Monday, May 31, 2010

Reading Round-Up ~ May

Continuing on with the year's book reviews...


17. The Guernsey Literary and Potato Peel Pie Society by Mary Ann Shaffer and Annie Barrows. (Purchased at Costco. 288 pages. 2 days.) Perfectly charming. I loved the themes of friendship, community, and the sharing of books. I loved the historical setting and insight (remembering the German occupation of the Channel Islands during WWII). Read this and then read Hotel on the Corner of Bitter and Sweet by Jamie Ford.


16: Blue Like Jazz: Nonreligious Thoughts on Christian Spirituality by Donald Miller. (Received as a gift. 240 pages. 2 days.) Hilarious, vulnerable, rambling, profound, out-of-the-box, convicting, and will be required high school reading in my home after Mere Christianity and What's So Amazing About Grace. Blue Like Jazz is excellent reading for anyone tripped up by the idea of Christianity, as well as for those who have grown up with 'fairy-tale' stories of Noah's Ark and a flannelgraph Jesus.



15: Time Travelers Never Die by Jack McDevitt. (Russ borrowed from the library. I borrowed from his book stack. 371 pages. 4 days.) Russ wanted me to read his book aloud to him in the truck while he was driving. I can't stand to start in the middle of a book, so I was a terrible wife and started at the beginning (by myself). And I can't stand to not finish a book, so finish it I did.

Time Travelers Never Die was a fairly entertaining romp through history, visiting various countries, attending pivotal events, and meeting influential people. If you could travel through time (without changing the course of history), where would you go? What events would you watch unfold? Who would you like to meet? But if you are looking for more....edge-of-your-seat time travel, try Timeline by Crichton. (And then watch the movie, if only to see Gerard Butler. Swoon.)


14: Dutch Color by Douglas M. Jones III. (From the school room bookshelf. 174 pages. 2 days.) I learned a little about the Netherlands, the golden era of Dutch art, tulips, and mixing paints in this children's mystery. The story itself.... meh. Levi seemed to enjoy it on his read-through, but he's pretty easy to please.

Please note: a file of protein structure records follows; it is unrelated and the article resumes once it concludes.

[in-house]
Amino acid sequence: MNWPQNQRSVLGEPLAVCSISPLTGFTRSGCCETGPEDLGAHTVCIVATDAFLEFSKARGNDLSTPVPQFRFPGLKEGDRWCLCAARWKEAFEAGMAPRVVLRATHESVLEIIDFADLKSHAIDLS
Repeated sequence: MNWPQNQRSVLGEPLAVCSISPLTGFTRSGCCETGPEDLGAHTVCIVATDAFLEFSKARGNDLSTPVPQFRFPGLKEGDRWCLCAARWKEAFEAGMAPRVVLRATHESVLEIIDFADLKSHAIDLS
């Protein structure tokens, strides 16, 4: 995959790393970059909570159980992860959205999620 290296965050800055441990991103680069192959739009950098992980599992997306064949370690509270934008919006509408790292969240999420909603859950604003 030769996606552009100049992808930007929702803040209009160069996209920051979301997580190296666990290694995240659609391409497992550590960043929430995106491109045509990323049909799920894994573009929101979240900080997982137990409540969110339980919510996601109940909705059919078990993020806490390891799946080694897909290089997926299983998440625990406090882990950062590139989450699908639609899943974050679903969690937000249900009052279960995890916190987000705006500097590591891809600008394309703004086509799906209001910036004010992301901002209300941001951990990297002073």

Sunday, May 30, 2010

Another Year

Luke ::: 6

He was Baybuh-Luke.

And then Little Lukie.

And then not quite so little Lukie.

He just refuses to stop growing.

And now he's SIX.

Mr. Earnest. Curious George. A Lover and a Fighter.
He makes my heart sing....and I'm not sure I'll survive his childhood.

Saturday, May 29, 2010

Saturday Seven ~ Week 21

Flower

:: The rooster died. And we had a really odd experience with a skunk. (Don't even want to share that one.) Then a huge snake in our front yard. We've already done deer and wild turkeys (and mice, sigh). What will be next? I'm on pins and needles.

:: Shannon and I walked another 3 days this week. I'm blaming her for our extra 2 days off.


:: I'm done with rain. And cold. DONE, I tell ya.


:: Making lessons plans/goals for summer and this coming fall. More on that this next week.


:: Luke turns 6 tomorrow. I have no idea how that happened.


:: It was a very uneventful week. I haven't even watched the AI finale. It's on my DVR waiting for me. I think I'll serve up a bowl of ice cream and plop myself on the couch. We did make it to farmer's market this morning and visited my niece Ilex's new chicks. And I posted regularly on the blog. So, wahoo.

:: I love my book club. I mean REALLY love it. Everyone should be so lucky. Don't have a book club? Start one. Ours is called ChocLit Guild (Read 'em and Eat), because we savor a chocolate dessert while talking about books. Does it get any better than that? I don't think so.


Chocolate is a perfect food, as wholesome as it is delicious, a beneficent restorer of exhausted power. It is the best friend of those engaged in literary pursuits.

~Baron Justus von Liebig, German chemist (1803-1873)

Friday, May 28, 2010

On Art

The Milkmaid (c. 1658) by Johannes Vermeer



"What does Art do for us? It gives shape to our emotions, makes them visible and, in so doing, places a seal of eternity upon them, a seal representing all those works that, by means of a particular form, have incarnated the universal nature of human emotions."